3. Add to these “pages” by drawing, painting, stamping, collaging, or otherwise embellishing your “pages”. I’ve listed the materials I used, but you can use whatever materials or methods you’re partial to – there’s no wrong way to do it. The pages can be a simple or as elaborate as you’d like them to be.
Decorating Your Box’s Exterior
There are a million ways you can decorate your box, if you choose to change it at all. Whether you keep the box’s original look, or customize it to make it more “you”, is entirely up to you.
Here are a few décor ideas:
- Paint your box
- Decoupage your box
- Cover your box with duct tape
- Use some of the same materials you used on the “pages” to decorate the box’s exterior (which is what I did)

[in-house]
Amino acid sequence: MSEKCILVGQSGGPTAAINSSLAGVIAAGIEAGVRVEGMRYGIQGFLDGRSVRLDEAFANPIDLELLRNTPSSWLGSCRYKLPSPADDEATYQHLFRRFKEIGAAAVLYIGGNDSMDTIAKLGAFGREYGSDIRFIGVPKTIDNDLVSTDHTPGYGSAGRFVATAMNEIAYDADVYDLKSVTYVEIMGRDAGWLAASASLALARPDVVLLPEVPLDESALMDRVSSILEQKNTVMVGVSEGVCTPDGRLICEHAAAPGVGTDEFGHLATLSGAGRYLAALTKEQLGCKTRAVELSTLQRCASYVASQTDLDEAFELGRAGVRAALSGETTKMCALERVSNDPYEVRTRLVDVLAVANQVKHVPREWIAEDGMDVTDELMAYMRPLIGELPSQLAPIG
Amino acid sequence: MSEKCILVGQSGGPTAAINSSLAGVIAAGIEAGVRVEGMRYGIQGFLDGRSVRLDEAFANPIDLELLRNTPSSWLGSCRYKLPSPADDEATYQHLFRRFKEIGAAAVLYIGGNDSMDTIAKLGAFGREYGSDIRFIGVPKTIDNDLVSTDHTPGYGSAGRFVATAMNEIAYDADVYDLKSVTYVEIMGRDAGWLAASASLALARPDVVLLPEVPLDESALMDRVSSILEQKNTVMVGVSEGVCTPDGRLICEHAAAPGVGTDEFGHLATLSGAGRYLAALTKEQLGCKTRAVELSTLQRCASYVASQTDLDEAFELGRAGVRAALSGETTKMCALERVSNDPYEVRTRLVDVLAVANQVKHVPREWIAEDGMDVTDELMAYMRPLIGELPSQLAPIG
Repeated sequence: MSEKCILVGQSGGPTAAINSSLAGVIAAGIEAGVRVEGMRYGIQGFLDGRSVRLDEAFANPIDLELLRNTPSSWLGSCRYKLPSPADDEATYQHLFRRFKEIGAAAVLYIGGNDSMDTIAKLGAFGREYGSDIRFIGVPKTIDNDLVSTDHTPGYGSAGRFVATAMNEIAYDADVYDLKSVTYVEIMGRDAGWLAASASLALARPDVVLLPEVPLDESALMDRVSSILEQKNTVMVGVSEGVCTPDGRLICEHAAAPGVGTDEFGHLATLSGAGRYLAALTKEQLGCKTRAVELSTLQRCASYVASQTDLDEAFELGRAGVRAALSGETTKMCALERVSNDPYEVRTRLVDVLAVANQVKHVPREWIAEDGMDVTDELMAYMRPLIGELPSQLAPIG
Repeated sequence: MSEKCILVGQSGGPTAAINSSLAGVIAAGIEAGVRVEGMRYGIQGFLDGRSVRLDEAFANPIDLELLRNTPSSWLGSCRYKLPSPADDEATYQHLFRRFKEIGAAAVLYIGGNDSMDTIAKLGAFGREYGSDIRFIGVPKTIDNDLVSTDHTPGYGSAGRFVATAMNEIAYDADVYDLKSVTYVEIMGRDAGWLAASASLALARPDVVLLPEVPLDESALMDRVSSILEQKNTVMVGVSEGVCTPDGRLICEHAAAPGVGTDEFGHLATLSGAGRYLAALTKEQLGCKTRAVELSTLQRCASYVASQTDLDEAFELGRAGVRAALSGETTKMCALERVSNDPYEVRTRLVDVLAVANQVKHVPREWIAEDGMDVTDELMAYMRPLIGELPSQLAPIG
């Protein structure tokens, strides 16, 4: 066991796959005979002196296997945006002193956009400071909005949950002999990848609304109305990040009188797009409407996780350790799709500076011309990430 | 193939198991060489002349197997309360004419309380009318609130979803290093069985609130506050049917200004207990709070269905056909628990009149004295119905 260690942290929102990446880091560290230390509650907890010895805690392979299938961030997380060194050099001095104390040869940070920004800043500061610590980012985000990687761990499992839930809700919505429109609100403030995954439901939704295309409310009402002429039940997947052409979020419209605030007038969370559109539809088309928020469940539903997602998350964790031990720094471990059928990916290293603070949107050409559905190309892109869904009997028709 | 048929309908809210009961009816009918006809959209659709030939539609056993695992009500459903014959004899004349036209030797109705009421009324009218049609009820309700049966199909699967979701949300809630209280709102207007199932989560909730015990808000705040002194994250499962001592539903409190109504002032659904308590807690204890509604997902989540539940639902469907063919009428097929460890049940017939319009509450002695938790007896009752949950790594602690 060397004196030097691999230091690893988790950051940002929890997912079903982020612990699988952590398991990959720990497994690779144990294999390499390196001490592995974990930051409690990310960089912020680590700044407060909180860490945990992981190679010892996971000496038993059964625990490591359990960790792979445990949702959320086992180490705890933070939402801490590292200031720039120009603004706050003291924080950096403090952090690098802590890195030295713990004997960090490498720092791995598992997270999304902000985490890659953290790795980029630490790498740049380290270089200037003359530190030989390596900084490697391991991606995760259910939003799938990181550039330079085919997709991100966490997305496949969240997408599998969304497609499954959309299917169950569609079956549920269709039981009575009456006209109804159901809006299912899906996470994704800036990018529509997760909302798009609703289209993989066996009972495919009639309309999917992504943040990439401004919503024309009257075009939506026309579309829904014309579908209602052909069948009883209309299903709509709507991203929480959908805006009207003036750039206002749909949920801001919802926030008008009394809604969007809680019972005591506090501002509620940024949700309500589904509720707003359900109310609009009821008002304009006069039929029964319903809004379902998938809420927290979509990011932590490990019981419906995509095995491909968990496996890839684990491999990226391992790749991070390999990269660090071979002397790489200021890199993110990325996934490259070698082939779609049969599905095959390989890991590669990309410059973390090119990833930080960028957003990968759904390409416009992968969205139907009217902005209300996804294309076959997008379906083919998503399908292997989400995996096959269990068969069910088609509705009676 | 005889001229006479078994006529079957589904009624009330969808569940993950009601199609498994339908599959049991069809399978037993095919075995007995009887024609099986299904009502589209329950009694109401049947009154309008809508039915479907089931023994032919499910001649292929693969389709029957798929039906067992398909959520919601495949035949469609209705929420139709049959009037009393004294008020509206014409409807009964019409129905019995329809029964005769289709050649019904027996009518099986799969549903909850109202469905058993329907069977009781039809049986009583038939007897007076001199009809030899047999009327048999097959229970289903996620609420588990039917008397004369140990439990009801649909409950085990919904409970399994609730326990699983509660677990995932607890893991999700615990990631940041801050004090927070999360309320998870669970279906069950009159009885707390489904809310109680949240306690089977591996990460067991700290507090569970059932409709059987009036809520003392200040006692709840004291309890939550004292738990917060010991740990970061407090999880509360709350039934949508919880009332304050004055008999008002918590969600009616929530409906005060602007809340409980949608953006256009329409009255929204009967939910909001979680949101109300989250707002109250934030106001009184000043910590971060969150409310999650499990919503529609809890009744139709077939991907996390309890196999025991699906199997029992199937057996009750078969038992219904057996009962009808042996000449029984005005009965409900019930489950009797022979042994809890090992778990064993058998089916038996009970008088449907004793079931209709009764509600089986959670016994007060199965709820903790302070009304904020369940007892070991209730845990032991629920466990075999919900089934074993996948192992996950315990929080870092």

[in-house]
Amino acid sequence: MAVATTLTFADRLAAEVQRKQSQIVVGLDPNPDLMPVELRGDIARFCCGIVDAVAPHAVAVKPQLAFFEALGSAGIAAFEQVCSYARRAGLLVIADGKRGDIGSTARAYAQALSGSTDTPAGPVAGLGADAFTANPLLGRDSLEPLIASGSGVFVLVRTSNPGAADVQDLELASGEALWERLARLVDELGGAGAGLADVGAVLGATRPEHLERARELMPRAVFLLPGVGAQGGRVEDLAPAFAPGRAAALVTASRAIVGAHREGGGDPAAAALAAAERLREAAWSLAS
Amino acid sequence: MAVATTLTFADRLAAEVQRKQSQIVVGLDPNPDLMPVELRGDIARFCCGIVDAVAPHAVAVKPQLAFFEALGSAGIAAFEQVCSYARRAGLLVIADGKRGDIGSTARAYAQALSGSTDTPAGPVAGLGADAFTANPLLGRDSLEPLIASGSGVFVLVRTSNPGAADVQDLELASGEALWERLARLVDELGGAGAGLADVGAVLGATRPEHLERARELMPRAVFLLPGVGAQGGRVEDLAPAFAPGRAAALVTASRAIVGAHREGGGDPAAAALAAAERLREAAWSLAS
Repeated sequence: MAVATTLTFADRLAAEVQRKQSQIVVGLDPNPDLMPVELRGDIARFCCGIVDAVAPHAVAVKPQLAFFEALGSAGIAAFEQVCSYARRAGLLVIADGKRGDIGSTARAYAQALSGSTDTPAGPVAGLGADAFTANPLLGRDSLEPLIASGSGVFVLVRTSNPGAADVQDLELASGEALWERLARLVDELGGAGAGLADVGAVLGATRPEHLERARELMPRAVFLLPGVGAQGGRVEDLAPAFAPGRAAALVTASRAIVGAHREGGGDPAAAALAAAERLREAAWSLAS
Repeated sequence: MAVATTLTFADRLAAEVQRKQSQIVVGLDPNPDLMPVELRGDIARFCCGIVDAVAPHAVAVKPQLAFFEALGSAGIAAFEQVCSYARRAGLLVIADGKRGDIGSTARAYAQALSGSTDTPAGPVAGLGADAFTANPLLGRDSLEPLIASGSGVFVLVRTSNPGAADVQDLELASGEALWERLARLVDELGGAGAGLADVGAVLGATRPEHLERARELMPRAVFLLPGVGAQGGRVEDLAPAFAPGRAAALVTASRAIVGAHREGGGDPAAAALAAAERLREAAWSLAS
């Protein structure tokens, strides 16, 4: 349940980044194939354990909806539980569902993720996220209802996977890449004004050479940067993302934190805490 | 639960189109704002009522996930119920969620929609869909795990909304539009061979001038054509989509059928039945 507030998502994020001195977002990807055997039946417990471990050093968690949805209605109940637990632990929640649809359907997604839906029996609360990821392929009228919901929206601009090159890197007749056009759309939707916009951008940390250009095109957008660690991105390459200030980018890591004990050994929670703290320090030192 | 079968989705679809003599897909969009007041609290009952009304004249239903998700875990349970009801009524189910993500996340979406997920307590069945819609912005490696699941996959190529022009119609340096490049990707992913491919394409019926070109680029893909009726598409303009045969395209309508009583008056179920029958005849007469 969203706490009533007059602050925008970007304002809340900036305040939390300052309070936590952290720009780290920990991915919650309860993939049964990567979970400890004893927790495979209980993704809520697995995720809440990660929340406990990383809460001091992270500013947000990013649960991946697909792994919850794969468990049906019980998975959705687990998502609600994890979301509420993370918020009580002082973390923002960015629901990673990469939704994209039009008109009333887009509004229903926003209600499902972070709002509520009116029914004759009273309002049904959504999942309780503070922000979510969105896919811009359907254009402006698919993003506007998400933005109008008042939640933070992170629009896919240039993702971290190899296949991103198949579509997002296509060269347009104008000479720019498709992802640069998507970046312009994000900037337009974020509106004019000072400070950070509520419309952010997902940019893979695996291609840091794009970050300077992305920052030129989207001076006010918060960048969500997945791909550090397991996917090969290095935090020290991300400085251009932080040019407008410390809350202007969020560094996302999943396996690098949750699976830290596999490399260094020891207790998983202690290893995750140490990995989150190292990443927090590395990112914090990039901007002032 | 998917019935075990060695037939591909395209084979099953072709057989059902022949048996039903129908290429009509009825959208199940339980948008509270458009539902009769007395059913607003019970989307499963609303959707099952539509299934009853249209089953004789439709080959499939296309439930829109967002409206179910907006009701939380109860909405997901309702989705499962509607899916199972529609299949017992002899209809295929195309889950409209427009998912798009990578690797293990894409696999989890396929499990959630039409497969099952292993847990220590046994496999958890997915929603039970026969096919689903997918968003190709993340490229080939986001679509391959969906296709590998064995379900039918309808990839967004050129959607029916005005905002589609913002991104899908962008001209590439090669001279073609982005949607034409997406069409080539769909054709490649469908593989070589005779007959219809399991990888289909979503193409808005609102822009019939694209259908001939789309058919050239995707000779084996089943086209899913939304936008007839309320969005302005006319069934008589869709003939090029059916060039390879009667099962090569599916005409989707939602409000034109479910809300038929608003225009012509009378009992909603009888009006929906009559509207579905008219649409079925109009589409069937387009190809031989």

I opted to cover the red foil look of my box with a few coats of white gesso. Next, I used some of the decorative metallic paper on the cover. I stamped “My Heart’s Desire” on the box’s liner, stamped three flowers in the upper right, and glued a layer of tissue paper over the top to soften the text. I accented the edge of the liner heart with metallic rub-ons and glued three rhinestones in the flower centers in the upper right of the heart. Finally, I attached the letter-stamped liner piece to the box’s lid with a strong double-stick tape.
Hurray! It’s Done! NOW What?
The purpose of this box is threefold. One, to identify what you really want in life and to spell it out in a tangible way. Two, to have fun creating that tangible, visual representation of what you want. Three, to regularly refer back to the contents of your box to remind yourself of your goals and to verify you’re taking steps, however small they may be, towards those goals. So keep this creation within arm’s reach, and let it be your guide…
Please let me know if you have any questions or comments, dear readers. I’m always happy to hear from you!